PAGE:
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Set Theory Lecture Notes

# Set Theory Lecture Notes

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Published by: yusuf on Jan 17, 2010

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11/22/2012

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In this subsection, we show that if (N1,S1,O1) is a structure satisfying the
Peano’s Axioms (deﬁned below), then there is a (unique) bijection f :N−→N1
such that f(S(x)) = S(f(x)) and f(0) = 01 for all x∈N. This will show that a
structure satisfying Peano’s Axioms is unique “up to isomorphism”. We make
this more precise:

Let N be a set, S : N −→ N a function and 0 ∈ N an element. Suppose
that the triple (N ,S ,0 ) satisﬁes the following:

PA1. S is a one to one function from N into N .

PA2. If X is a subset of N with the property that

a) 0 ∈X,

b) For all x∈X, S (x)∈X,

then X =N .

Then we say that the triple (N ,S ,0 ) satisﬁes the Peano axioms. Of course,
for a triple that satisﬁes the Peano axioms, all the results of the previous sections
xxx hold.

Theorem 11.11.1 Any two triples (N ,S ,0 ) and (N ,S ,0 ) satisfying the
Peano Axioms are “isomorphic”, i.e. there is a bijection f : N −→ N such
that f(0 ) = 0 and f(S (x)) = S (f(x)) for all x∈N .

Proof: Since the composition and the inverse of isomorphisms is clearly an
isomorphism, we may suppose that (N ,S ,0 ) = (N,S,0). Deﬁne f :N−→N
by the rule,

f(0) = 0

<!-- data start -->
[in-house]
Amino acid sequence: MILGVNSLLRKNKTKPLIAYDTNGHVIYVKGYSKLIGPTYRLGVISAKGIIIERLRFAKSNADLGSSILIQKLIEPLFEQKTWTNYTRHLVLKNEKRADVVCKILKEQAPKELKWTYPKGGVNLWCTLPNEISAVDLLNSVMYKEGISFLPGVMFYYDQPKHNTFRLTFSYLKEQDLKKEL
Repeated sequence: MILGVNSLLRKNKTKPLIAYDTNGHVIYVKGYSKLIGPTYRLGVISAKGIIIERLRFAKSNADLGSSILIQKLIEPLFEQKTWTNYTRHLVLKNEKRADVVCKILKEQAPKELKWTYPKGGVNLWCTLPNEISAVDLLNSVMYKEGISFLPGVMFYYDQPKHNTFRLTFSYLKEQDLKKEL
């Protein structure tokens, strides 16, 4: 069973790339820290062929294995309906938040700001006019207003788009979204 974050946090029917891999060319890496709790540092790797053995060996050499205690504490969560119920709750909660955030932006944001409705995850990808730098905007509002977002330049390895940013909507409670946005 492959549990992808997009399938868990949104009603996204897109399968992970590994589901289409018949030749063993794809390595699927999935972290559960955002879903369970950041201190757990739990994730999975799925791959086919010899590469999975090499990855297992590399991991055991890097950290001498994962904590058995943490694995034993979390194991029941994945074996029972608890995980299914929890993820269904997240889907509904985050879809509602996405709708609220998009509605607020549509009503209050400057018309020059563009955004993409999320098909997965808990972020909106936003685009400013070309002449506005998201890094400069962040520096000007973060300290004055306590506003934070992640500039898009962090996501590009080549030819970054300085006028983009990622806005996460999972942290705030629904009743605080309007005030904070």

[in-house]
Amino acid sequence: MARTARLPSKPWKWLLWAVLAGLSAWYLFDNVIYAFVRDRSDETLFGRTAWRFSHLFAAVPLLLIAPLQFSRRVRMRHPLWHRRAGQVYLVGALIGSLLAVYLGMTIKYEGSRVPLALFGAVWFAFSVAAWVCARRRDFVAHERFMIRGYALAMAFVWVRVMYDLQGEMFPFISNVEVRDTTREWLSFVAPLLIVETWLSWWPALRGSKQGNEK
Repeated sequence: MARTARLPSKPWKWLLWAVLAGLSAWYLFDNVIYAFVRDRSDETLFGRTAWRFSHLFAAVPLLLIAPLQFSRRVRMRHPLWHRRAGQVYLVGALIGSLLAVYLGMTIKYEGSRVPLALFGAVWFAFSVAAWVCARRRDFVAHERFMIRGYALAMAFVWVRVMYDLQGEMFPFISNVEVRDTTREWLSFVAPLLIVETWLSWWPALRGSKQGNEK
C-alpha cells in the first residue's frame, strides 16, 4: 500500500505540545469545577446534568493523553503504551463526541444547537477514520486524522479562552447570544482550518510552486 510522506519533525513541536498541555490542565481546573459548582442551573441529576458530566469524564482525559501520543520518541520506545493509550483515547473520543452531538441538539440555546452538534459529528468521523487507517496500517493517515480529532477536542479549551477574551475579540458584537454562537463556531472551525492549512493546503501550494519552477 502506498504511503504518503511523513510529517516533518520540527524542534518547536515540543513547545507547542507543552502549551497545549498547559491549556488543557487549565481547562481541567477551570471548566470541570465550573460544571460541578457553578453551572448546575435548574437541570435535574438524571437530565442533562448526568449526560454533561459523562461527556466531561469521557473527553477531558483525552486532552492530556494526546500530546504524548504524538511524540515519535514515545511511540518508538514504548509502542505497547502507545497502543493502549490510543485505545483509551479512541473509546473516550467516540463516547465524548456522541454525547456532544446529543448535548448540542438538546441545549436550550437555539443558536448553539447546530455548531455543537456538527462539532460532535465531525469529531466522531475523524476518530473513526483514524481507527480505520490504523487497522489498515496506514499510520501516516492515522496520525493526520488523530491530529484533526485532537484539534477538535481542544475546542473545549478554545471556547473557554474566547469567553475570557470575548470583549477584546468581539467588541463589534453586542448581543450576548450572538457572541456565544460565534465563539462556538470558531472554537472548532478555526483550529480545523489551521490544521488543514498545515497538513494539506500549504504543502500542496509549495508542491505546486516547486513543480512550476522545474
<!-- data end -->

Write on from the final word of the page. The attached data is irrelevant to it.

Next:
and

f(S(x)) = S (f(x)).

By Theorem 11.8.1 f is a function. We just need to prove that it is one to one
and that it is unique.

We ﬁrst show that f is one to one. Assume f(x) = f(y). We will show that
x = y. We proceed by induction on x.
Assume x = 0. Then f(y) = 0 . If y = 0, then y = S(x1) and so 0 = f(y) =
f(S(x1)) = S (f(x1)), contradicting the fact that 0 is not in the range of S .
Thus y = 0 = x.

Assume now x = 0. Then x = S(x1). So S (f(x1)) = f(S(x1)) = f(x) =
f(y). In particular f(x) and f(y) are nonzero. Therefore y = 0 as well. Let

y = S(y1). Then S (f(x1)) = f(y) = f(S(y1)) = S (f(y1)). Since S is one to
one, it follows that f(x1) = f(y1). By the inductive hypothesis x1 = y1. Hence
x = S(x1) = S(y1) = y. This proves that f is one to one.
We now show that if f is another such function then f = f . By assump-
tion f(0) = 0 = f (0). Assume f(x) = f (x). Then f(S(x)) = S (f(x)) =
S (f (x)) = f (S(x)). This proves that f = f .

Chapter 12

Integers

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